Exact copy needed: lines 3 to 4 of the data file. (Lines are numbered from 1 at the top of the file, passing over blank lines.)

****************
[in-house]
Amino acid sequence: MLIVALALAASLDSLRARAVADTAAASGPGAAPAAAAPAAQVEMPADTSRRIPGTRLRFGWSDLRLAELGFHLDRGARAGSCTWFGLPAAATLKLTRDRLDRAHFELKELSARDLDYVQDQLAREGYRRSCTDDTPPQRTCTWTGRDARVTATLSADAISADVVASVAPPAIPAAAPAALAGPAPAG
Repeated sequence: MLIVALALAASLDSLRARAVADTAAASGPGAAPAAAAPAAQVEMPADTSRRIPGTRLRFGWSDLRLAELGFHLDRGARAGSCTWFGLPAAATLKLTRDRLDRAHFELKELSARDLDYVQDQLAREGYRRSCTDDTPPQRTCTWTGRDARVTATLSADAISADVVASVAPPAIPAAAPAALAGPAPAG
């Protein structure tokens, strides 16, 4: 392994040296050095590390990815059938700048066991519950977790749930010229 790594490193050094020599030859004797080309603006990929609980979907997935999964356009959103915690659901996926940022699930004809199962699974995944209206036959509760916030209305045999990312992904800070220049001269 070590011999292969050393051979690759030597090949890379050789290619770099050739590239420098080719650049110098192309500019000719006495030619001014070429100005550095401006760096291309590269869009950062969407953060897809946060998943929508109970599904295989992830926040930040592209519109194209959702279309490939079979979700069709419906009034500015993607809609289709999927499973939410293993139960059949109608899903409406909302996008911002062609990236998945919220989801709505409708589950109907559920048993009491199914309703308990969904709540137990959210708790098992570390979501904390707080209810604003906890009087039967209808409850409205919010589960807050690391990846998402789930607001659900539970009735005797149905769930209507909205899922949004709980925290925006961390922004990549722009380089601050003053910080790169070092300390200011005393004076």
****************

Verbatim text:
Repeated sequence: MLIVALALAASLDSLRARAVADTAAASGPGAAPAAAAPAAQVEMPADTSRRIPGTRLRFGWSDLRLAELGFHLDRGARAGSCTWFGLPAAATLKLTRDRLDRAHFELKELSARDLDYVQDQLAREGYRRSCTDDTPPQRTCTWTGRDARVTATLSADAISADVVASVAPPAIPAAAPAALAGPAPAG
């Protein structure tokens, strides 16, 4: 392994040296050095590390990815059938700048066991519950977790749930010229 790594490193050094020599030859004797080309603006990929609980979907997935999964356009959103915690659901996926940022699930004809199962699974995944209206036959509760916030209305045999990312992904800070220049001269 070590011999292969050393051979690759030597090949890379050789290619770099050739590239420098080719650049110098192309500019000719006495030619001014070429100005550095401006760096291309590269869009950062969407953060897809946060998943929508109970599904295989992830926040930040592209519109194209959702279309490939079979979700069709419906009034500015993607809609289709999927499973939410293993139960059949109608899903409406909302996008911002062609990236998945919220989801709505409708589950109907559920048993009491199914309703308990969904709540137990959210708790098992570390979501904390707080209810604003906890009087039967209808409850409205919010589960807050690391990846998402789930607001659900539970009735005797149905769930209507909205899922949004709980925290925006961390922004990549722009380089601050003053910080790169070092300390200011005393004076």